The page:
You are correct in one of your comments Mr. Buck, most pit bulls do not attack humans. Just ask any of the pit bull rescue organizations out there…there are many. Or, browse the American Temperament Test Society 2007 Breed Statistics which show that 83.4 percent of American Staffordshire Terriers and 84.3 percent of American Pit Bull Terriers earned a passing grade in temperament testing. By the way, American Staffs scored a higher percentage than Golden Retrievers (84.2 percent) and higher than the dog du jour ala Westminster the Beagle (80.3 percent). Evidence is overwhelming that every dog can bite and cause harm. The media is focusing on pit bulls now, but in the 1970s the focus was German Shepherds, in the 1980s it was Rottweilers and Doberman Pinschers. Focusing on one breed is not the answer.

Owning a pet is a privilege not a right. Dangerousness is a function of environment, upbringing and training, all of which is in the hands of the dog owner.  What we see in the media is a product of fear due to lack of relevant knowledge on the part of the general public. If we all would put more of our energy into educating the public on responsible dog ownership, and cracking down on all owners that irresponsibly manage any dangerous dog, regardless of breed, we would have much less of a problem with dog bites, attacks and fatalities. Let’s all get involved to solve the real problems at hand.

As a veterinarian my focus is not just on healing my furry patients, but also educating owners on what they need to do to live a happy and healthy life with their pets. I would be remiss in thinking that singling out a specific breed as a scapegoat to all of our problems is the solution. Education and targeting the correct end of the leash will help us reach a solution. Punish the deed not the breed.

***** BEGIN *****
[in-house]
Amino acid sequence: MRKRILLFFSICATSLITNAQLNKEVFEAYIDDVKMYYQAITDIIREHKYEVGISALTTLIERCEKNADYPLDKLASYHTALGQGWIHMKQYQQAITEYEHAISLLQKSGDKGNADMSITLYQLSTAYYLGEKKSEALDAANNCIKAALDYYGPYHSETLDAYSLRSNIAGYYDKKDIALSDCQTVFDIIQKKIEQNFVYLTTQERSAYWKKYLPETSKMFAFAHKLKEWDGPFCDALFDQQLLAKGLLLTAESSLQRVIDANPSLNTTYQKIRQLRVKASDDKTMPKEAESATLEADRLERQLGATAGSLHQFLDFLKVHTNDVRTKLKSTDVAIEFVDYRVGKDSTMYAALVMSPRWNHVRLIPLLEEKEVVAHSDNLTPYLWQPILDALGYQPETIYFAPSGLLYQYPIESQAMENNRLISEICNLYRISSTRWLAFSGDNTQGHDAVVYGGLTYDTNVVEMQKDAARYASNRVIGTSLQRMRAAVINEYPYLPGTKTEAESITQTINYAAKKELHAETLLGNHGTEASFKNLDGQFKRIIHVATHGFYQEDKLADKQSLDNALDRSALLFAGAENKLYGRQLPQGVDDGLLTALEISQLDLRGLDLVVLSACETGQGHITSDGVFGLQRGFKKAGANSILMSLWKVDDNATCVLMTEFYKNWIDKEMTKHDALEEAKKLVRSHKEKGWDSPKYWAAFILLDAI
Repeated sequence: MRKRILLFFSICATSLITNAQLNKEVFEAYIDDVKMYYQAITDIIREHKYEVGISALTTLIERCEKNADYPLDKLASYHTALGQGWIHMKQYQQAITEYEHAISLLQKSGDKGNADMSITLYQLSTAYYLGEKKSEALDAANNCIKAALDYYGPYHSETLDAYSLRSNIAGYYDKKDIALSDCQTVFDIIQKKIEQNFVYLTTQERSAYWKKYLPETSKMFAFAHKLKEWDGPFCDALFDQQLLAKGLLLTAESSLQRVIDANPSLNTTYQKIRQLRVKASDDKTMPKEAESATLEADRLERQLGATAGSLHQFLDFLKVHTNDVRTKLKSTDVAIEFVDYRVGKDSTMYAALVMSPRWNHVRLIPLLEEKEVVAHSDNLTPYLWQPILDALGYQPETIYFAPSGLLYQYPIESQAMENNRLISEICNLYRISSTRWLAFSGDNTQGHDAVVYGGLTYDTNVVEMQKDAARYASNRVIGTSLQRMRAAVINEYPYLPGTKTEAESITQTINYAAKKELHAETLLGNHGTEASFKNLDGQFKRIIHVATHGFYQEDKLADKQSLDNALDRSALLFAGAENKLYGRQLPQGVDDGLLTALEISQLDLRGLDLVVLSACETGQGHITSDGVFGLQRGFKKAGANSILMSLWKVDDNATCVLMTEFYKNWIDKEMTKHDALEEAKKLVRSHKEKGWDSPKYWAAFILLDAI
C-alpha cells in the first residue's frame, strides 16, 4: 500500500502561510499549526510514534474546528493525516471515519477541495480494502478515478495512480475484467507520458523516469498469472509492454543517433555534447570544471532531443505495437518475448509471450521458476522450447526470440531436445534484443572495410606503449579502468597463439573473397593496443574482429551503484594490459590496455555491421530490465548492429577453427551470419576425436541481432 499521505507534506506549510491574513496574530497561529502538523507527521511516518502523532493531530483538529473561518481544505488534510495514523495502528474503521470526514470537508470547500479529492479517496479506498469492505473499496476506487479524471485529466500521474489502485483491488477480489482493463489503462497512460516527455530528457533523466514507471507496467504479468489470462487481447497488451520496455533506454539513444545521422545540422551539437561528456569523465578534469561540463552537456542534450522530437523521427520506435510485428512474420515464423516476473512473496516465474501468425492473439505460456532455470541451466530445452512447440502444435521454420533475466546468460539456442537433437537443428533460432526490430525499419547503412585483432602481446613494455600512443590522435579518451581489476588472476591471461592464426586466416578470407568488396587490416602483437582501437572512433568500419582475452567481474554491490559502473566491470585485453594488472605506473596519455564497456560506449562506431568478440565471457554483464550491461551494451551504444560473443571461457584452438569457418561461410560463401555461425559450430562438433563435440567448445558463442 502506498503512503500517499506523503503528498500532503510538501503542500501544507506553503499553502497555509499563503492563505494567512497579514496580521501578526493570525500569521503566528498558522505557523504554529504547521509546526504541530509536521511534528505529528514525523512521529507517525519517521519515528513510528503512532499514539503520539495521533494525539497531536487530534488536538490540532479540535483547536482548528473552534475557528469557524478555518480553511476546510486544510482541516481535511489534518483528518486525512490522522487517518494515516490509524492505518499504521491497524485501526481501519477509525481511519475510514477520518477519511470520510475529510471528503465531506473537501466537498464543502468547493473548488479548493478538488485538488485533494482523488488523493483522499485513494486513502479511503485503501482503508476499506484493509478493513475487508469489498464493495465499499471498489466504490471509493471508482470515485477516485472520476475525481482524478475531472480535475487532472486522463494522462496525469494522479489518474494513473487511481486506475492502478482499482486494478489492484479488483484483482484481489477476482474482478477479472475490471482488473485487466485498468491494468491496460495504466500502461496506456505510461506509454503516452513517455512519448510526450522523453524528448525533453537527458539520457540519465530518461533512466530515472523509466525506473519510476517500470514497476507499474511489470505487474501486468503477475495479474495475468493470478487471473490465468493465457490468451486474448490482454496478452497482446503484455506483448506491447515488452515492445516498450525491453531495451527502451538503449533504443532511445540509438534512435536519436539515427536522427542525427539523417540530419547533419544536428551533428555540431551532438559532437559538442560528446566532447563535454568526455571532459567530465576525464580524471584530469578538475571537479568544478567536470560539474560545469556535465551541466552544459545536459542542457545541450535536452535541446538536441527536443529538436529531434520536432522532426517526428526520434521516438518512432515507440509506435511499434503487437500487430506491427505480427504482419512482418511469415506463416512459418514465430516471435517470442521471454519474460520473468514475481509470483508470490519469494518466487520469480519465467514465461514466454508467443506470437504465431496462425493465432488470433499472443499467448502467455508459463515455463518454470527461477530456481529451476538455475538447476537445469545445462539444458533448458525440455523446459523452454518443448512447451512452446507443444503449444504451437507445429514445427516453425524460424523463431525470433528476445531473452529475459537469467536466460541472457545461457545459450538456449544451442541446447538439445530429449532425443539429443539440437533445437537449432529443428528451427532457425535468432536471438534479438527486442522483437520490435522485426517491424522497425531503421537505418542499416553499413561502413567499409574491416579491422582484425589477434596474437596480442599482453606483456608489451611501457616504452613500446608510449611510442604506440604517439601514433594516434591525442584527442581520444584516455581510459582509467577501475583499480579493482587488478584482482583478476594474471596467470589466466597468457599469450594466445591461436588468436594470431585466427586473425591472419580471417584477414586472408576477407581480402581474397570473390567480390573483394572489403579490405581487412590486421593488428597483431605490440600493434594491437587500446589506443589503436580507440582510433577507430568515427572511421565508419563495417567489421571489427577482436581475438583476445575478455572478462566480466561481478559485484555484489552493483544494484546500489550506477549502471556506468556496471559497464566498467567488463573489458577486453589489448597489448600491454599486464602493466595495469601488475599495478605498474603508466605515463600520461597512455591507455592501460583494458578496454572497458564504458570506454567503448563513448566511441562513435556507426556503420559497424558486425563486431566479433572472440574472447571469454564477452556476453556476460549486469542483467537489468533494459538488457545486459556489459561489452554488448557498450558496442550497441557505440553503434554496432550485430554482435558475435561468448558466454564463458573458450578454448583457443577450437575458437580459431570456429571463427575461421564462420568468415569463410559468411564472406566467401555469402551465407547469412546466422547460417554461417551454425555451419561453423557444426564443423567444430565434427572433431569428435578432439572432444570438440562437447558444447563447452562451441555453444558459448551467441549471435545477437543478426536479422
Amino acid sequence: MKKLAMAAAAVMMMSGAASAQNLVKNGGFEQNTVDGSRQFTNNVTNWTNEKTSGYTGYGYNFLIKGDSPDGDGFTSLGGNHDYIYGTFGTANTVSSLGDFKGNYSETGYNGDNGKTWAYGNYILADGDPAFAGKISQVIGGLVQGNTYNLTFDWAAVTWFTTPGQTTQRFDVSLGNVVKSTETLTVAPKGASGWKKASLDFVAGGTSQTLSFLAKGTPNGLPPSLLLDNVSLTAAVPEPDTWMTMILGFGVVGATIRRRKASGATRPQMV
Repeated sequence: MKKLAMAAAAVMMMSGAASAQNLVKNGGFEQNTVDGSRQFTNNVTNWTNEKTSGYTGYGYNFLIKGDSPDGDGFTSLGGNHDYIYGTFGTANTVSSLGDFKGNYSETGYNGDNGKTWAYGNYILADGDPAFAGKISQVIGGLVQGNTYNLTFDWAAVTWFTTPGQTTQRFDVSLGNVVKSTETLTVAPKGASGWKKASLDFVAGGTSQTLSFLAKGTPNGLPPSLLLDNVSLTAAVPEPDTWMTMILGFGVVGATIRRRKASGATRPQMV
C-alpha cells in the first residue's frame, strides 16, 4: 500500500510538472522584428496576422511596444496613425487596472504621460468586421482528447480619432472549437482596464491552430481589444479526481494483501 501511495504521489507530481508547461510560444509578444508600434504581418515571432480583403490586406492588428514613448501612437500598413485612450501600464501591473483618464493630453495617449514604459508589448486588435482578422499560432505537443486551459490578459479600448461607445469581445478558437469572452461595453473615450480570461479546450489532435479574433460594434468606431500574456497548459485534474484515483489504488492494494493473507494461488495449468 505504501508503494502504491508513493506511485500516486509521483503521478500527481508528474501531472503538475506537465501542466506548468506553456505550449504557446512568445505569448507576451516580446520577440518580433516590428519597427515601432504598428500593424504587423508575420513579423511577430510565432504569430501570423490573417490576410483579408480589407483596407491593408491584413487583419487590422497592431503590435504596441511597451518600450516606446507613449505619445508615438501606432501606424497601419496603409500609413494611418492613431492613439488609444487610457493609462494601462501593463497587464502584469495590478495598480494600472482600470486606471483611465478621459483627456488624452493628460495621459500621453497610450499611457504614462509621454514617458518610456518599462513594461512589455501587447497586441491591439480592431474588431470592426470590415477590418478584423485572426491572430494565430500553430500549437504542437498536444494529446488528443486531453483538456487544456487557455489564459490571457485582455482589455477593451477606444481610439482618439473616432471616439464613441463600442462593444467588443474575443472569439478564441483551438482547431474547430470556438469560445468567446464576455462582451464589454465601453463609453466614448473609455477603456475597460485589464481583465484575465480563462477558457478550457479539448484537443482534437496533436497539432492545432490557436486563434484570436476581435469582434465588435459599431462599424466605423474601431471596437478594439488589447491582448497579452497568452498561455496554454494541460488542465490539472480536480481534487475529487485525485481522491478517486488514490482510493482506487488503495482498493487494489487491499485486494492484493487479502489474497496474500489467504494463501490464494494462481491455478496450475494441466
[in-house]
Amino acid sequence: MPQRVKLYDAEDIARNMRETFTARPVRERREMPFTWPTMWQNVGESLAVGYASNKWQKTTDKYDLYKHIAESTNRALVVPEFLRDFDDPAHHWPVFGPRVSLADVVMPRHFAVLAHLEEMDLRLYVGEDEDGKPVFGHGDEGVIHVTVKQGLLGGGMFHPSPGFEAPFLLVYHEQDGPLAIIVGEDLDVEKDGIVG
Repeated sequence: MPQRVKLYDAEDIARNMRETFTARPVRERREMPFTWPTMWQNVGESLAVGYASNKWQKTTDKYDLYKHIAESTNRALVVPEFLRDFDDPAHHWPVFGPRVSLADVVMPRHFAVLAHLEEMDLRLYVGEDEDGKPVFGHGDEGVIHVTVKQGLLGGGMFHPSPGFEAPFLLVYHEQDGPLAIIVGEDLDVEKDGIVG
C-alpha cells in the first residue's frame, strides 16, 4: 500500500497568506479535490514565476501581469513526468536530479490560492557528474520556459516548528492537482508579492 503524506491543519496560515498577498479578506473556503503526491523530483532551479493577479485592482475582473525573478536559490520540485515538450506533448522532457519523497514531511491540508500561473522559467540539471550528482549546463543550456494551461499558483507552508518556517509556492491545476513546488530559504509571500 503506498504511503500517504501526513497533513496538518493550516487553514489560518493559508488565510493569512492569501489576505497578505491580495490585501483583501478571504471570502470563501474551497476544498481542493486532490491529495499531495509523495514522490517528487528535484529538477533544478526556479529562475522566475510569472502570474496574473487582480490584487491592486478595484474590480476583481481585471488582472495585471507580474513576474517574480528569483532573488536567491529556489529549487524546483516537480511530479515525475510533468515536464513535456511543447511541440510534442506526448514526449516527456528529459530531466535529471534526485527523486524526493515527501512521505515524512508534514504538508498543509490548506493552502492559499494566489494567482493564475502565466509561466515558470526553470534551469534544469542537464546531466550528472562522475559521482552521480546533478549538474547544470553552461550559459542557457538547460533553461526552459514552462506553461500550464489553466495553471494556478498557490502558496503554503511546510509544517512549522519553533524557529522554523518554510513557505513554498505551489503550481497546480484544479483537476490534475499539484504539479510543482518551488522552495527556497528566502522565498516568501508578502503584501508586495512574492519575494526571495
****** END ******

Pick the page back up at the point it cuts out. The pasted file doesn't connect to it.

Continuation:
Mandi L. Maimone, DVM
Pataskala

 

A suggestion for CW schools

As a retired resident of the village of Canal Winchester, I wish to offer a few of my thoughts on future Canal Winchester school levies.

Retired residents represent a certain portion of the population that vote on school levies. I would suspect that the margin of failure for the past levies were due to these retired resident homeowners. We cannot afford the increase in property taxes. My 3 percent annual cost of living increase would not cover the amount the new millage would create.

I offer this thought for Canal Winchester school officials to consider – change the school district income tax to exclude retirement income.

The school district has the power to put to a vote on what the income tax is collected. Couple this with a new property tax levy that will only go into effect if retirement income is excluded from the income tax. That way, there will less of an effect on retired residents. It just may be enough votes to approve a property tax.